Puntarenas travel guide

Poised on a thin, island-like finger of sand pointing into the Gulf of Nicoya 115km west of San José, heat-stunned Puntarenas has the look of abandonment that haunts so many tropical port cities. It’s hard to believe now, but until the 1970s this was a booming harbour town. The export point for much of Costa Rica’s coffee to Europe, it was also a popular resort for holidaying Ticos. Plan your trip to Puntarenas with our guide to Puntarenas — based on the The Rough Guide to Costa Rica, your travel guide for Costa Rica.

The best travel tips for visiting Puntarenas

Today, most vacationing Costa Ricans have abandoned its dodgy beaches. In addition, foreign tourists, who never spent much time here anyway, come only to catch a ferry across to southern Nicoya.

More importantly, this working port remains a jumping-off point for the pristine Islas Tortuga and two of Costa Rica’s least-explored islands — Isla de Chira and Isla del Coco.


Puntarenas offers easy access to Nicoya, Costa Rica © Shutterstock

Top attractions and things to do in Puntarenas

Puntarenas is a special city and region with plenty of options to entertain you for a few days. You will find beautiful beaches, special activities, cultural activities and undiscovered places. Puntarenas should definitely be in your itinerary.

#1 Discover the docks

It has to be said that Puntarenas’ streets exude a certain melancholy charm, and the local economy is starting to improve.

The southerly promenade is optimistically called Paseo de los Turistas. From fits eastern end, the old dock crooks out into the gulf. This is where bananas and coffee were loaded, before all the big shipping traffic shifted 18km down the coast to Puerto Caldera.

These days it's used by giant cruise ships and lined with street vendors. The docks on the northern, estuary side, are a jungle of ketches and sturdy mini-trawlers testifying to a thriving fishing industry.

Despite the aura of hot lassitude, plenty of business is conducted in the few blocks surrounding the docks, especially in the hectic Mercado Municipal.

One block west (Av 3, at C 3), the Casa Fait is the city’s most attractive building, a delicate Art Nouveau home completed in 1925.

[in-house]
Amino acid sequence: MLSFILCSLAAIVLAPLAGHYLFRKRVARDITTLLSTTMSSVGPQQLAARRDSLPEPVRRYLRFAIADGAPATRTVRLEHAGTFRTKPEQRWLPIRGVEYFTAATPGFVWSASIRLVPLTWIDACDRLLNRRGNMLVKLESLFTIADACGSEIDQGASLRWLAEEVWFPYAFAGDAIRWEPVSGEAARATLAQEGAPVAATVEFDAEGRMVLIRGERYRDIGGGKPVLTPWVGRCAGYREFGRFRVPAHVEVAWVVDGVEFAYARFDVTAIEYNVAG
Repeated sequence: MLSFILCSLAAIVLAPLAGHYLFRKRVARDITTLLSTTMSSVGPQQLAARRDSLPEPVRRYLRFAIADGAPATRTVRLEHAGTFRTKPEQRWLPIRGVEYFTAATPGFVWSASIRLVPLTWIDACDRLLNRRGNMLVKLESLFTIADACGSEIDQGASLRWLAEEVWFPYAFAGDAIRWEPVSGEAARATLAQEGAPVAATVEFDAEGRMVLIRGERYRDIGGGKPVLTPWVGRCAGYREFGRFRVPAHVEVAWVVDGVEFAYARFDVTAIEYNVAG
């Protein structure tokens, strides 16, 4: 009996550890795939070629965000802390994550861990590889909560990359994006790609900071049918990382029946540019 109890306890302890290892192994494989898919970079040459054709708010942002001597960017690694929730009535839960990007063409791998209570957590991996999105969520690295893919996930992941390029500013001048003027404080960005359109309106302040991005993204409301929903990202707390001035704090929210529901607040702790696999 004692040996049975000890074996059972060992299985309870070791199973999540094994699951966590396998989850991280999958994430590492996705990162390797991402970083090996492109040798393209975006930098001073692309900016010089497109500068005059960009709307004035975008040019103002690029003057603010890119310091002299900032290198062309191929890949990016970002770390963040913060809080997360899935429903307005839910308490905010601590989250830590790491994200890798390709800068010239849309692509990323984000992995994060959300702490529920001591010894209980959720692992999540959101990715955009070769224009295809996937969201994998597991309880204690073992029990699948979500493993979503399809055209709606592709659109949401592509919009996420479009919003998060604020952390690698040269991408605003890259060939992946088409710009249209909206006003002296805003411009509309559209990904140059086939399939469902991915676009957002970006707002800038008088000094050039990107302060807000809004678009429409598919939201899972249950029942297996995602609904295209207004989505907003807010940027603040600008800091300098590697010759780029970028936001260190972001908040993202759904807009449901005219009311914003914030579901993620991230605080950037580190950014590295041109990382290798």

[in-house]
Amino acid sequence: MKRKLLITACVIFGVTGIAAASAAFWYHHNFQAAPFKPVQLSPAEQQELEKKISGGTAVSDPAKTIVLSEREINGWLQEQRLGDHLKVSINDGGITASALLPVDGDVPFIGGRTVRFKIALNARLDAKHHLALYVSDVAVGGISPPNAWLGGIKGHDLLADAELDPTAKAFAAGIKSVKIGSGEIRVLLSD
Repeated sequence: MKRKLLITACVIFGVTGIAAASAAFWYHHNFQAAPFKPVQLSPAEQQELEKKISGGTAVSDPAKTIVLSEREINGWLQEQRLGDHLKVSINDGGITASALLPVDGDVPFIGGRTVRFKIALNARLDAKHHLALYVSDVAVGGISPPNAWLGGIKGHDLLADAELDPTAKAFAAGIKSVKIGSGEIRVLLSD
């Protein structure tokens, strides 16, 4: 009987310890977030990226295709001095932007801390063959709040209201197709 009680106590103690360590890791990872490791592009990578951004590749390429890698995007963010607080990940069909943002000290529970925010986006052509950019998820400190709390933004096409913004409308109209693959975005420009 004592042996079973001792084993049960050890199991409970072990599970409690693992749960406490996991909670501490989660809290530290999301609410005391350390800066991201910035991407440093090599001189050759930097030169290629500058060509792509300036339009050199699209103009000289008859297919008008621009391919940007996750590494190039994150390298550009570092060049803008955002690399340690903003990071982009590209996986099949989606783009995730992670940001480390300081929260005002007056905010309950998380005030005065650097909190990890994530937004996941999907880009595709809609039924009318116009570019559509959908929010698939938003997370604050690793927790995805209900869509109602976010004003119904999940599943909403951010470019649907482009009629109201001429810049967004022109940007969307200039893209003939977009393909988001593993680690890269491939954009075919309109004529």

#2 Uncover history at Casa de la Cultura and Museo Histórico Marino

In the centre of town, the pale orange colonial-style Casa de la Cultura — the former police headquarters and jail — exhibits evocative fin-de-siècle photographs documenting Puntarenas’s former prosperity.

Sepia images of tough fishermen hang alongside photos of white-clad ladies whose husbands made their wealth from coffee exports.

The Casa’s Museo Histórico Marino has a rundown of the region’s archaeology, biology and history, focusing on the town’s relationship with the sea that virtually surrounds it.

#3 Meet marine-life at Parque Marino del Pacífico

Two blocks east of the bus station, Parque Marino del Pacífico is a small, well-maintained aquarium and rescue centre dedicated to Costa Rica’s marine life.

Among the species here are clown fish, nurse sharks, seahorses, eels and anemones.

There’s also a (marine life-free) swimming pool for children.

Best areas to stay

If you’re catching an early ferry to Paquera or Playa Naranjo, you may find the budget hotels around the north-shore docks quite handy. That said, be warned that at night this area can be seedy — at some of the more dismal hotels the clientele might not be there to sleep.

Even considering Costa Rica’s tropical climate, Puntarenas stands out as an exceptionally hot town. As a result, wherever you stay, make sure your room has a fan (or even better a/c) that works. Otherwise, you’ll be as baked as a ceramic pot by morning.

  • Hotel Alamar: the spacious rooms in this family-friendly hotel have a/c, free wi-fi, and private bathrooms, plus there are two pools, a hot tub and restaurant.
  • Hotel Las Brisas: a cheerful, clean waterfront hotel on the peninsula’s southwestern tip. Some rooms have balconies overlooking the Gulf of Nicoya.